Project Bank Accounts in Formal Appointments

The building and construction industry has featured in a number of recent1 formal appointments in Western Australia.2   Insolvencies in these industries can involve large numbers of sub-contractors who have completed works under discrete contracts with their head contractor as unsecured creditors.

In response to similar issues the Queensland Government introduced the Building Industry Fairness (Security of Payment) Act.3  The Act aims in part to secure payment of sub-contractors through the use of Project Bank Accounts (PBA).4  While PBAs have been previously proposed as a means to ensure payments for services rendered by sub-contractors are received by them in the event of a head contractor’s insolvency,5  the Act represents the first large scale adoption in Australia. In Western Australia, PBAs are currently only required for contracts involving the Department of Finance (Building Maintenance and Works).6

Given that Western Australia already uses PBAs in a limited capacity and there have been calls from within the industry for more widespread use, we set out below some of the features of PBAs and their potential implications.7

PBAs are trust accounts into which the funds for the specific building project are paid by the principal as the works are certified.8   The head contractor, as the party with overall responsibility for completing works is the trustee as well as a beneficiary of the PBA. The sub-contractors are also beneficiaries in respect of amounts equal to works performed by them for which invoices have been rendered. When sub-contractors complete their work they submit claims to the head contractor.  The head contractor notifies the principal, who pays the certified work value into the trust account, from which the sub-contractors are ultimately paid.9

Sub-contractors, as beneficiaries of the trust created by the PBA have a greater chance of recovery of funds in the event of insolvency of the head contractor than they might otherwise.

Additionally, it is important to note that at least in the Queensland model, while the first tier of sub-contractors may be protected by PBAs, sub-sub contractors will not be expressly included as beneficiaries of the PBA.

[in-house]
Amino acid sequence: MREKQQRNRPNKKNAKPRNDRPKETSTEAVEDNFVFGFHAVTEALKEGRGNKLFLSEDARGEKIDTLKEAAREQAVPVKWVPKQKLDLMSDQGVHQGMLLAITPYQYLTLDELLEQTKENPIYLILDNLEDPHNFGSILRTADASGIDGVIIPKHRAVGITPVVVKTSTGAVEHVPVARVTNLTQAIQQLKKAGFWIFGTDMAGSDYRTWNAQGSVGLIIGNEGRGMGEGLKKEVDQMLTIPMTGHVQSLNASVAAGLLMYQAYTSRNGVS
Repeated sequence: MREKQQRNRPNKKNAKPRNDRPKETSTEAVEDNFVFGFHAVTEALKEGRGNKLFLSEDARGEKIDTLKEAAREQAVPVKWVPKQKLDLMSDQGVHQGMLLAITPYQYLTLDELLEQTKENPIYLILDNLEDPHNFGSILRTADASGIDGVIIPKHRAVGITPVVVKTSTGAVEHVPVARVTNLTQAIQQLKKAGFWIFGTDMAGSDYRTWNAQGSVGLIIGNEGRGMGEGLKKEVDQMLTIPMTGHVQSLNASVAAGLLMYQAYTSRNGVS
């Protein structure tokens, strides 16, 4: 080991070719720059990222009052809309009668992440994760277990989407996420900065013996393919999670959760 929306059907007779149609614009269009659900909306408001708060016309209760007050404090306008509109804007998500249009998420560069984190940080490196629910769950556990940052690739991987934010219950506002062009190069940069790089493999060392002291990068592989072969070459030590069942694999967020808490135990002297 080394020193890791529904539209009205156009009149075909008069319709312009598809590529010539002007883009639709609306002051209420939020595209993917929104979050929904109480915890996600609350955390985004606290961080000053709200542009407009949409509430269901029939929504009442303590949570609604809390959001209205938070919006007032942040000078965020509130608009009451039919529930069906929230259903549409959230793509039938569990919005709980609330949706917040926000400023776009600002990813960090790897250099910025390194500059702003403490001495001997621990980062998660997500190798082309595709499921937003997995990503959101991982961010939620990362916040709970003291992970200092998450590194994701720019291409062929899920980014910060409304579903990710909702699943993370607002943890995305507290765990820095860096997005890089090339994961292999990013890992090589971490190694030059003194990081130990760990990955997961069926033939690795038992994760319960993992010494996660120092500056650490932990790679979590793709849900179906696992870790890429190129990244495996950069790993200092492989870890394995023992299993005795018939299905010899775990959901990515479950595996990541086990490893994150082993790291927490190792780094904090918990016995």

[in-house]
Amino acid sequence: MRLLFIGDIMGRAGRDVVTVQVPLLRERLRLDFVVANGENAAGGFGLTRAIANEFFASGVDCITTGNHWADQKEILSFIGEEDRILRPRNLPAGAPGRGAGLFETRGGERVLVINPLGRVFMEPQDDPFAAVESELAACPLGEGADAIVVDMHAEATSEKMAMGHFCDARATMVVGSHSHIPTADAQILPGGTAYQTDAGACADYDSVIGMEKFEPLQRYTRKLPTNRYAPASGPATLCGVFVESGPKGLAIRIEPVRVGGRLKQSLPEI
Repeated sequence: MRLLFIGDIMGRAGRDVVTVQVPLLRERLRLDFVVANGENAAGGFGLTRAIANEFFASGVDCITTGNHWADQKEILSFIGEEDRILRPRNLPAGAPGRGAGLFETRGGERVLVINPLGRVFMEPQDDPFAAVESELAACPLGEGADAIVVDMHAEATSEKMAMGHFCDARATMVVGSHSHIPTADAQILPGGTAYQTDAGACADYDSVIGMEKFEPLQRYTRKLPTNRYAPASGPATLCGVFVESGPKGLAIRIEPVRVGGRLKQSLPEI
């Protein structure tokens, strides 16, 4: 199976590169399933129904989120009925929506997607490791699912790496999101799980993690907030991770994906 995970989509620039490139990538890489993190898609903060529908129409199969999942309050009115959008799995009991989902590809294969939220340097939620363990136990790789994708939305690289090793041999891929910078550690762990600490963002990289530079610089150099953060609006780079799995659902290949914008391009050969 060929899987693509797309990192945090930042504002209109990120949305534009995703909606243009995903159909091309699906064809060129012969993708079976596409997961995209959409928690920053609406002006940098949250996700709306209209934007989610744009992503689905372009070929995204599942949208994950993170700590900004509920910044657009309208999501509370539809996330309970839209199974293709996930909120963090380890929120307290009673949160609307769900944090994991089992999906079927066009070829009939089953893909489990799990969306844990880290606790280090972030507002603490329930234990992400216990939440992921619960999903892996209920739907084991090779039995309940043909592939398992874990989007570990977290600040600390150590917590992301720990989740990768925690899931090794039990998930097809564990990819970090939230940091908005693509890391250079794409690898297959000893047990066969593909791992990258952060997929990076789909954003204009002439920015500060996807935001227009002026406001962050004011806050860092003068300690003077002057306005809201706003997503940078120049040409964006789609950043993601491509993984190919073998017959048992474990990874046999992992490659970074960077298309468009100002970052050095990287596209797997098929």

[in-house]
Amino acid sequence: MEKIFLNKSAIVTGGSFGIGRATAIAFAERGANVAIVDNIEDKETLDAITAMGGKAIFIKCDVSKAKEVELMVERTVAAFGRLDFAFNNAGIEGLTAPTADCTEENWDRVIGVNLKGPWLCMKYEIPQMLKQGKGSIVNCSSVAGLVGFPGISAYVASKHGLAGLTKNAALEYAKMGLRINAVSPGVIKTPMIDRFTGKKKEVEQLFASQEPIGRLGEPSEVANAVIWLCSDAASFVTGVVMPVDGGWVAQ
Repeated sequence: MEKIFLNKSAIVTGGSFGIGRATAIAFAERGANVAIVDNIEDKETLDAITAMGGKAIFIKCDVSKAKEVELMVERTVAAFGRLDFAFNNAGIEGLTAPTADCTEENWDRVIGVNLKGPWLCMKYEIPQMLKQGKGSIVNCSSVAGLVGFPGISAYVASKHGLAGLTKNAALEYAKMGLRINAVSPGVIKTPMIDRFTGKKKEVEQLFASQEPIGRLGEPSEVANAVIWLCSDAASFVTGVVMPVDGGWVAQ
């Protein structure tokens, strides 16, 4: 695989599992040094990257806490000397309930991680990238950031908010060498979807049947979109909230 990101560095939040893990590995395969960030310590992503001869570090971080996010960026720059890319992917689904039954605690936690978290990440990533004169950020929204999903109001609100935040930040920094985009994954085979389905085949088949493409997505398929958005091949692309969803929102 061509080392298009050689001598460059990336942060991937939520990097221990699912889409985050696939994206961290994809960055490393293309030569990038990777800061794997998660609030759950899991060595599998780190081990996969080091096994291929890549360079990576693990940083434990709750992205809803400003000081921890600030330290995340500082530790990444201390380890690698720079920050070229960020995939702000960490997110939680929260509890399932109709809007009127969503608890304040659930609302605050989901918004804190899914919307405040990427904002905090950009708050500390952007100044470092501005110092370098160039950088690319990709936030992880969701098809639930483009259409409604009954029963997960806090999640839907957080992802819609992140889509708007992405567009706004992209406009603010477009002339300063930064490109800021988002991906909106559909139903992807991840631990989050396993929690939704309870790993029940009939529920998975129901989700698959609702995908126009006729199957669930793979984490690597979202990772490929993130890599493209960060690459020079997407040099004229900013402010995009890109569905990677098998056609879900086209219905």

Under the Queensland legislation, the head contractor administers the PBA and so there remains a risk as to non-payment of subcontractor debts, albeit the Act specifically disallows the PBAs from being used to pay the head contractor’s debts.10  Moreover, when disputes arise between head contractors and sub-contractors, the disputed funds are required to be transferred into a separate trust account while disputes are resolved.11

Lavan Comment

While PBAs may provide comfort for some sub-contractors, they are not a perfect solution for ensuring funds flow to the proper party once works are completed.12  The Queensland legislation specifically excludes suppliers - that is contractors who only supply goods or services without carrying out building work - from being beneficiaries of PBAs.13   The contractual provisions in the head contract still govern payment for works (including any subcontracted works) and an assessment on the merits (set in the contractor’s scope of works) remains necessary.

From a practitioner’s perspective PBAs (regardless of not being mandatory) may provide a convenient means for appointees to re-engage key sub-contractors post-appointment to ensure continuity of critical works and deliver value returns to unsecured creditors by achieving practical completion.

Disclaimer – the information contained in this publication does not constitute legal advice and should not be relied upon as such. You should seek legal advice in relation to any particular matter you may have before relying or acting on this information. The Lavan team are here to assist.
Joseph Abberton
Restructuring & Insolvency


[1] Grant Taylor, Cooper and Oxley determined to continue trading, administrator says (8 February 2018) The West Australian <>.

[2] Helen Shield Choice Living: insolvency specialists called in for beleaguered WA builder (January 31 2018) Perth Now <>.

[3] 2017 (Qld)

[4] Explanatory Memorandum, Building Industry Fairness (Security of Payment) Bill 2017, 2-3.

[5] Office of the Auditor General WA ‘Assessment of Progress to Improve Payment Security for Government Construction Subcontractors’ (Western Australian Auditor General’s Report No 31, December 2016) 15.

[6] Department of Finance, Project Bank Accounts

[7] Emma Young, Unpaid tradies protest in Subiaco, petition state for action (March 12 2018) WA Today <>

[8] 2017 (Qld) s 9

[9] 2017 (Qld) s 27, 29

[10] 2017 (Qld) s 39

[11] 2017 (Qld) s 35, 36

[12] Harley Dale, Project Bank Accounts – No Panacea to Payment Issues (28 November 2017) <>

[13] 2017 (Qld) s 11 (1)